- POSTED: 02 Sep 2014 10:03
- UPDATED: 03 Sep 2014 00:05
The public can offer their views and feedback on the two sets of guidelines for home care services and centre-based care services for seniors between Sep 2 and Oct 2 this year, says the Ministry of Health.
SINGAPORE: The Ministry of Health (MOH) is planning to introduce a set of guidelines each for home care services and centre-based care services for seniors, as part of its ongoing efforts to enhance the quality of care in the intermediate and long-term care sector.
The ministry said in a release that these two sources of care play critical roles in helping seniors age more comfortably within their own communities.
"Home care supports seniors to age at home by providing health and personal care services at the convenience of their homes, while centres provide a convenient venue in the community where seniors can have access to a range of health, social and personal care services during the day," it stated.
MOH had convened two committees comprising home care providers, healthcare professionals and policy experts to draft a set of guidelines for each sector. The guidelines are intended to be developmental in nature, and serve as a basis for training and capability enhancement programmes for providers of home and community care.
Specifically, the guidelines describe what constitutes good quality care, the dignity afforded to seniors and the organisational systems and management processes of healthcare providers, it added.
For example, they emphasise that seniors should be protected against abuse, and their safety should be supported by an effective incident management and reporting system. They also seek to ensure that home care providers have enough staff and that they are qualified to deliver safe and satisfactory care.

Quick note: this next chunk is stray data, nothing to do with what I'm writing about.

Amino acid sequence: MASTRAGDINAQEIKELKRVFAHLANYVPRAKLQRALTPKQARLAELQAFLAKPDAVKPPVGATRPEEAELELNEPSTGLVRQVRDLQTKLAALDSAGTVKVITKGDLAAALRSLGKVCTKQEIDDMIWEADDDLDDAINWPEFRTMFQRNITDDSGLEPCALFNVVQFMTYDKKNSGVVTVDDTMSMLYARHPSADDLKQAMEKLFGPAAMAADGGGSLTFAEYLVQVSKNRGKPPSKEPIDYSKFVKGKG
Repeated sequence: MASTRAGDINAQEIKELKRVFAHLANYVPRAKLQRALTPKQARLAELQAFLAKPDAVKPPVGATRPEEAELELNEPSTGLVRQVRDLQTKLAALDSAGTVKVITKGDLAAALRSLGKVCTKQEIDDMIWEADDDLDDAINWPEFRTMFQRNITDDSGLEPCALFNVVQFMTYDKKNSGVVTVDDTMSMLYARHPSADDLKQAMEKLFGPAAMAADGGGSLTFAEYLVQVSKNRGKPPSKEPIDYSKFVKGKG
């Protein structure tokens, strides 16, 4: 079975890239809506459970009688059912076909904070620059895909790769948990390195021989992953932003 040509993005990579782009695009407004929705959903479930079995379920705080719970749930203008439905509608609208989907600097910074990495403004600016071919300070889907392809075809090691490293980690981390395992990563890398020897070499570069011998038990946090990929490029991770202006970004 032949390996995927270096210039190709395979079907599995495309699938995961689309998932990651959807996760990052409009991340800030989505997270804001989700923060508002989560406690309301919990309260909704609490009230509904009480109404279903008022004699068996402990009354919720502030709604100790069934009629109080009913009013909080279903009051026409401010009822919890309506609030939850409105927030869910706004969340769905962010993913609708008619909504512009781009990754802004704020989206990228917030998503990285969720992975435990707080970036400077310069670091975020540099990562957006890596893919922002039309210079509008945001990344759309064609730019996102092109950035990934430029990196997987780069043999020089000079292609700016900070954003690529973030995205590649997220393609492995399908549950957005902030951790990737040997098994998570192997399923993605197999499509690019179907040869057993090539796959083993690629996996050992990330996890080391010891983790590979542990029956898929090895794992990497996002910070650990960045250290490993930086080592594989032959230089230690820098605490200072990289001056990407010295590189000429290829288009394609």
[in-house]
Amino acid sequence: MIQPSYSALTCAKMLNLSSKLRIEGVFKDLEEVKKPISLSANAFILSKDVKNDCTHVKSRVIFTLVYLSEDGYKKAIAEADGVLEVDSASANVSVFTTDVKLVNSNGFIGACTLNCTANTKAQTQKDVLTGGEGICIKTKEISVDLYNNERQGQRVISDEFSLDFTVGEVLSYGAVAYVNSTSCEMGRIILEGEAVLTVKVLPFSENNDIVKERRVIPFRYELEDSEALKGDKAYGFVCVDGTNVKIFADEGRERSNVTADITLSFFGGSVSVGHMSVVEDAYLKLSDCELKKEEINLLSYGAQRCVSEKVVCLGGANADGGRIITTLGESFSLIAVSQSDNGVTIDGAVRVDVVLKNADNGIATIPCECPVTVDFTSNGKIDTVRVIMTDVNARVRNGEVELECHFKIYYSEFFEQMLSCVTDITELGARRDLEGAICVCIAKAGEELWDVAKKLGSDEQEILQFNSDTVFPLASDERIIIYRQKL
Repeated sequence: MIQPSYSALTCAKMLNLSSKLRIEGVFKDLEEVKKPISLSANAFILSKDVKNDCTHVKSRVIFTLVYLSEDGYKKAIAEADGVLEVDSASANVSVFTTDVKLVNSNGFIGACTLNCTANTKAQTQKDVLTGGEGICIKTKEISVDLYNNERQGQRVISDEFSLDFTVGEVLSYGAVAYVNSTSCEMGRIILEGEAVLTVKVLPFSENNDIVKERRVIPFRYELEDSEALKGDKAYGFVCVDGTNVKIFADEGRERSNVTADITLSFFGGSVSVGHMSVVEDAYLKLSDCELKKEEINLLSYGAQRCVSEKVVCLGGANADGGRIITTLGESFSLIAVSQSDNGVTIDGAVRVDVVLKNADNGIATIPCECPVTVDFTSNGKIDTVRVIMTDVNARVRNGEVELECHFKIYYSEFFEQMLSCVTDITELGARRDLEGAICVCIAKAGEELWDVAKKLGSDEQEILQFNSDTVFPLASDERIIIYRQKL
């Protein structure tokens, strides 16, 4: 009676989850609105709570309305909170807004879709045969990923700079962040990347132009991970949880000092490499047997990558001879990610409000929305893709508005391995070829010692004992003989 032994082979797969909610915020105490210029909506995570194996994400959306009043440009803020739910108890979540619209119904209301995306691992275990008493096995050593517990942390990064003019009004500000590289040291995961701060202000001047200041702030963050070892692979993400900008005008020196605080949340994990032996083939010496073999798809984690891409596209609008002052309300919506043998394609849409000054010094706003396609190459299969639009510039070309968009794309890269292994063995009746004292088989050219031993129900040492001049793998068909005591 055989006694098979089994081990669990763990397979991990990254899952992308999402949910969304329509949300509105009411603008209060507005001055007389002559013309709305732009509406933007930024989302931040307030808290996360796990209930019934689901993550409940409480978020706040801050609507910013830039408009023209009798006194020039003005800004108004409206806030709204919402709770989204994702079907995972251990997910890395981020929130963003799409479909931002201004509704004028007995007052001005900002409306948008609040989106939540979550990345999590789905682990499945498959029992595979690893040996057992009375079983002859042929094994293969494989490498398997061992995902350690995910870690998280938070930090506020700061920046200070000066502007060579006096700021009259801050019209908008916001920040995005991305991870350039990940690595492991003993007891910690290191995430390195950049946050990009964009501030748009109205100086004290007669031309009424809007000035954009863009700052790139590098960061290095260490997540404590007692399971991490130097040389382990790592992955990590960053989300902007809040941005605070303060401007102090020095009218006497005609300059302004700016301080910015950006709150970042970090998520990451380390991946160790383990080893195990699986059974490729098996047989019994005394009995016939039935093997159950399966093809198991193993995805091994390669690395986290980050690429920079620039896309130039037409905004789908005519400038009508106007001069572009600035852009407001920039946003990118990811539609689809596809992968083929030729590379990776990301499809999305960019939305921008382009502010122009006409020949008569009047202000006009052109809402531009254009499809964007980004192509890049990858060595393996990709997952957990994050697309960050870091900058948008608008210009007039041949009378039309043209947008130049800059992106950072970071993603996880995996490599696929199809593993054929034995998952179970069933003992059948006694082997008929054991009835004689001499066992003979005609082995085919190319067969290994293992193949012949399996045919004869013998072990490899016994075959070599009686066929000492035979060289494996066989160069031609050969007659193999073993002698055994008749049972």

The Agency for Integrated Care (AIC) will be developing an interpretation guidebook to explain the intent of the guidelines and provide sample tools and checklists. AIC will also develop training roadmaps and curricula to help service providers build up their capabilities in the areas articulated in the guidelines, MOH said.
Ms Pang Sze Yunn, assistant general manager for home care services at NTUC Eldercare, said: "It is good that we will have a road map, then we can compare what we already have against the ministry's expectations, in areas that we have not met the standards, so that we can do better.
“Training is probably the most important element. And over the last few years, we already have a comprehensive training curriculum that takes a caregiver from the core skills to areas such as ethics. All our caregivers are required to go through the curriculum before they can start work."
MOH will launch a public consultation from Sep 2 to Oct 2, 2014 to gather views and feedback on both sets of guidelines. Members of the public can email their feedback to MOH_CareGuidelines@moh.gov.sg or post it to the following address:
“Feedback on Home Care and Centre Care Guidelines”
Ministry of Health
College of Medicine Building
16 College Road
MOH said it is targeting to finalise the guidelines by end-2014, after gathering feedback during public and industry consultations.